Slow Christmas events ask people to give more and buy less this holiday season

Greenpeace Czech Republic tell us how you can help save the oceans by slowing down holiday spending and overconsumption.

Raymond Johnston

Written by Raymond Johnston Published on 14.12.2020 14:59:00 (updated on 07.12.2021) Reading time: 4 minutes

There are plenty of ways to give charitably in the Czech Republic throughout the holiday season. But supporting a cause year round can be a more lasting gift.

Those looking for a non-profit to support may be interested to learn that one of the most visible environmental organizations in the world is active in the Czech Republic and is currently hosting online events and seeking volunteers and donations.

Spanning over 55 countries, Greenpeace relies on individual supporters and grants to sustain its activities, which are currently focused on protecting the world's oceans in what is being called the largest nature conservation project in history.

photo: Greenpeace Česká republika
photo: Greenpeace Česká republika

Greenpeace’s Czech branch recently joined this global campaign to create a network of marine reserves, calling for 30 percent of the world's oceans to be protected by 2030 — and it's asking for people who live in the landlocked Czech Republic to support the initiative by not only donating but reconsidering holiday consumption.

“The high seas belong to us all, and we must all work to protect them. Just as we protect the most valuable nature on land, for example in national parks, we must also protect the high seas. And the Czech Republic can actively help protect the oceans,” said Jan Freidinger of Greenpeace Czech Republic.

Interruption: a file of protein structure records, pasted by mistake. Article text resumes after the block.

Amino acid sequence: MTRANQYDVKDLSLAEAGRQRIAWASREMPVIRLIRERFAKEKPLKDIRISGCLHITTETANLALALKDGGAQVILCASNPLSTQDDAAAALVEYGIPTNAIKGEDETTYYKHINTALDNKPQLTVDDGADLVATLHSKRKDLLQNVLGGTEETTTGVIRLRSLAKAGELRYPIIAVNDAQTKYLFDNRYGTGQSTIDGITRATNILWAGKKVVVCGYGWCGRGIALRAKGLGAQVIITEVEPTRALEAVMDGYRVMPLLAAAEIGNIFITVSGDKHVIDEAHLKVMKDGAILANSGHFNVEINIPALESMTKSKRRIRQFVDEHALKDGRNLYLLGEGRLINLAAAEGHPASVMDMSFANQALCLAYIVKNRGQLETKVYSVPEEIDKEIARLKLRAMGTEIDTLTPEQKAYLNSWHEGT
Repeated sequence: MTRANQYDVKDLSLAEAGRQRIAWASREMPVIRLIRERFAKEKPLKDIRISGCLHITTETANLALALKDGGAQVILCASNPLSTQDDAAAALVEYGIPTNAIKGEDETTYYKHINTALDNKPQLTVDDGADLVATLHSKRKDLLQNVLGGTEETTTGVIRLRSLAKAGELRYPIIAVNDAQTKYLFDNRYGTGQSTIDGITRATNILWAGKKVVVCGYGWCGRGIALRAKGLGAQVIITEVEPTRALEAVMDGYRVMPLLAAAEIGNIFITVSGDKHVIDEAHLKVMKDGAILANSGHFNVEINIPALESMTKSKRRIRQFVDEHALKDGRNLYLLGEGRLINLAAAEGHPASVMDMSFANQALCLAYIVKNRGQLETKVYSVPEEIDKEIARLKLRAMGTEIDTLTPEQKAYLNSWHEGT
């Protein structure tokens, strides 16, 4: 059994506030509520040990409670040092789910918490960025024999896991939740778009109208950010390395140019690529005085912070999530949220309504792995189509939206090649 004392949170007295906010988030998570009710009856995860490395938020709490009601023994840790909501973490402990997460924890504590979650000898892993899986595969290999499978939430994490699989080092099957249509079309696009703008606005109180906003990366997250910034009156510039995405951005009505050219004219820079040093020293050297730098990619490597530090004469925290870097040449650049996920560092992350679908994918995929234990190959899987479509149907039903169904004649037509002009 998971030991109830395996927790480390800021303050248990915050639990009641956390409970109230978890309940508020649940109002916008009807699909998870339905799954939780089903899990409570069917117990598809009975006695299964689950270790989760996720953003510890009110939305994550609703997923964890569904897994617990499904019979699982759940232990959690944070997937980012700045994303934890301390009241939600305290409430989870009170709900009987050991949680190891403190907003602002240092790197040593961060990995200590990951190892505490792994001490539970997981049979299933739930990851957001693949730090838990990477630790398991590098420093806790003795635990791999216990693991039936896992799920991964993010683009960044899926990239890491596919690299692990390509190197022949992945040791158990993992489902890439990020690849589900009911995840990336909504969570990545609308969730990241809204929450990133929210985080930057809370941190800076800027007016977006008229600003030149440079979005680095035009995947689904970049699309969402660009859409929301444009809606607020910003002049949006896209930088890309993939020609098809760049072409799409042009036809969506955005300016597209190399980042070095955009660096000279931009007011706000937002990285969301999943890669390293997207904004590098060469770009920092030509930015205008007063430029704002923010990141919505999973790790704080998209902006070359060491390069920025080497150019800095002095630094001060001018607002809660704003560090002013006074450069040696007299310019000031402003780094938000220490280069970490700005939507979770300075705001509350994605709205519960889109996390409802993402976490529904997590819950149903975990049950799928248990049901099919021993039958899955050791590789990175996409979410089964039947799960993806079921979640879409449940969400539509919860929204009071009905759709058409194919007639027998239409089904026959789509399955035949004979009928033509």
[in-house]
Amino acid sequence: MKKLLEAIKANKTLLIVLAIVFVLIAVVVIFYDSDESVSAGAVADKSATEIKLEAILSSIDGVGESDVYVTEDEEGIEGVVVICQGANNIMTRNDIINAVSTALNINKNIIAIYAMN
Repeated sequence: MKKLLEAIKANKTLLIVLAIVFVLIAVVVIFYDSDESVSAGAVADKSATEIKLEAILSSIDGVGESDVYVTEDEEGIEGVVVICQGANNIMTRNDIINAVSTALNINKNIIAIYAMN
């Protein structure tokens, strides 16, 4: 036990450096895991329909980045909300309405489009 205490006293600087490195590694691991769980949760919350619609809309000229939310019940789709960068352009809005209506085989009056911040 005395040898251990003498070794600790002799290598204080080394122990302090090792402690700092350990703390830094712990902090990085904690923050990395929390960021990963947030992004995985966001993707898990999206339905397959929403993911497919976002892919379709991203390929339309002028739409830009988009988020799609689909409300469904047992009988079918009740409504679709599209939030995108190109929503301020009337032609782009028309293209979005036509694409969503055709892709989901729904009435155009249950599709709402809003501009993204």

More than 3.5 million people have already supported the global campaign to protect the oceans. This is largely due in part to the release of a short animated video “Turtle Journey,” made for Greenpeace by the Aardman Animations, the studio behind the popular children's series Shaun the Sheep and films with Wallace and Gromit.

David Harbour and Dame Helen Mirren lent their voices to the film, which debuted with Czech subtitles in November.

According to Greenpeace, over 90 percent of some types of large fish have been caught due to overfishing. Six of the seven species of sea turtles have problems: two species are critically endangered, one is endangered and three are classified as vulnerable. That’s why Greenpeace created “Turtle Journey,” in which a family of turtles tries to get home and a series of pitfalls await them along the way.

“Many industrial fishing methods are unusually destructive. Fishing boats often haul giant nets along the seabed, taking with them everything that comes their way. All that is left is havoc and a dead area. The animated turtles in the Greenpeace video face one such fishing net,” Greenpeace spokesman Lukáš Hrábek said.

photo: Greenpeace Česká republika
photo: Greenpeace Česká republika